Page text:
Gaussian process with hierarchical intercept for longitudinal modelling


In the aim of modelling patient health from longitudinal data, I could create a Gaussian process with a random (i.e. hierarchical) intercept in PyMC3, as shown in this discourse thread. Since PyMC3 doesn’t have a sparse approximation of latent GPs, I gave it a try with Pyro. The documentation of Pyro shows a different interface between model definition with distributions for sampling and GPs for optimizers. For example, a multivariate hierarchical model with random intercept looks like:

def lm_ri(idx, X, y=None): # idx, 
    # Random intercepts
    n_idx = len(np.unique(idx))
    μ_α = pyro.sample("μ_α", dist.Normal(0., 100.))
    σ_α = pyro.sample("σ_α", dist.HalfNormal(100.))
    with pyro.plate("plate_idx", n_idx):
        α = pyro.sample("α", dist.Normal(μ_α, σ_α))
    # multivariate slopes
    y_hat = α[idx]
    for i in range(X.shape[1]):
        y_hat = y_hat + X[:, i] * pyro.sample(f"beta_{i}", dist.Normal(0, 10))
    σ = pyro.sample("σ", dist.HalfNormal(100.))

    with pyro.plate("data", X.shape[0]):
        pyro.sample("obs", dist.Normal(y_hat, σ), obs=y)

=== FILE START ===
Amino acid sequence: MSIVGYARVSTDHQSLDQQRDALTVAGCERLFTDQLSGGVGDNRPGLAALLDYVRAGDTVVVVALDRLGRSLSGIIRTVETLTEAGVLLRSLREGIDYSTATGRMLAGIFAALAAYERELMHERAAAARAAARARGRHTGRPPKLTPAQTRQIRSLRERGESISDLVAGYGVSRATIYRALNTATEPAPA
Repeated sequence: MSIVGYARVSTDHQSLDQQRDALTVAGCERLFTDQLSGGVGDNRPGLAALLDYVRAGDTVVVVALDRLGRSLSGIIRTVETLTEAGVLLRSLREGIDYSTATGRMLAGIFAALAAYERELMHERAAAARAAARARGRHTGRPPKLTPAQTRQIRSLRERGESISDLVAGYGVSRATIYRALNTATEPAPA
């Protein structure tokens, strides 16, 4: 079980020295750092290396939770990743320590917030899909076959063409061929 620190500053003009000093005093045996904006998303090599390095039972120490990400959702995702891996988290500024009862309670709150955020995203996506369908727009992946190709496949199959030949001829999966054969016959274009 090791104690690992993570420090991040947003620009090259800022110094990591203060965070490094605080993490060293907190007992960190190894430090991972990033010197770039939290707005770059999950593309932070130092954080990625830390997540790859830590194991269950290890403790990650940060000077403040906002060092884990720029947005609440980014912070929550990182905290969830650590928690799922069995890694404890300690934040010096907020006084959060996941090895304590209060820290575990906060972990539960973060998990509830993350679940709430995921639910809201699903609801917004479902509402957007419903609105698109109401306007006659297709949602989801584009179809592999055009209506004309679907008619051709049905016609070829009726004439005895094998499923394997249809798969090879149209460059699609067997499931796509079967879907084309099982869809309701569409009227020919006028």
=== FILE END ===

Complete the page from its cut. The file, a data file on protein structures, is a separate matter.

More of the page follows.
… while GPs are optimized rather than sampled, for instance:

def gp_ri(num_steps = 400):
    # model definition
    kernel = gp.kernels.RBF(input_dim=X.shape[1])
    sgpr = gp.models.SparseGPRegression(
        jitter=1.0e-5 # jitter pour stabiliser
    sgpr.kernel.lengthscale = pyro.nn.PyroSample(dist.HalfCauchy(3.0))
    sgpr.kernel.variance = pyro.nn.PyroSample(dist.HalfCauchy(3.0))

    # fit
    optimizer = torch.optim.Adam(sgpr.parameters(), lr=0.005)
    loss_fn = pyro.infer.Trace_ELBO().differentiable_loss
    losses = []
    for i in range(num_steps):
        loss = loss_fn(sgpr.model,
        if i % 100 == 0: 
            print('i = {}'.format(i))

model = gpri(num_steps = 400)

Is there a way to combine both options to add a random intercept to the GP, be it by NUTS sampling or torch optimizers?


I think you can use mean_function for a random intercept. I believe this semi-parametric notebook would be helpful for you. :slight_smile:

1 Like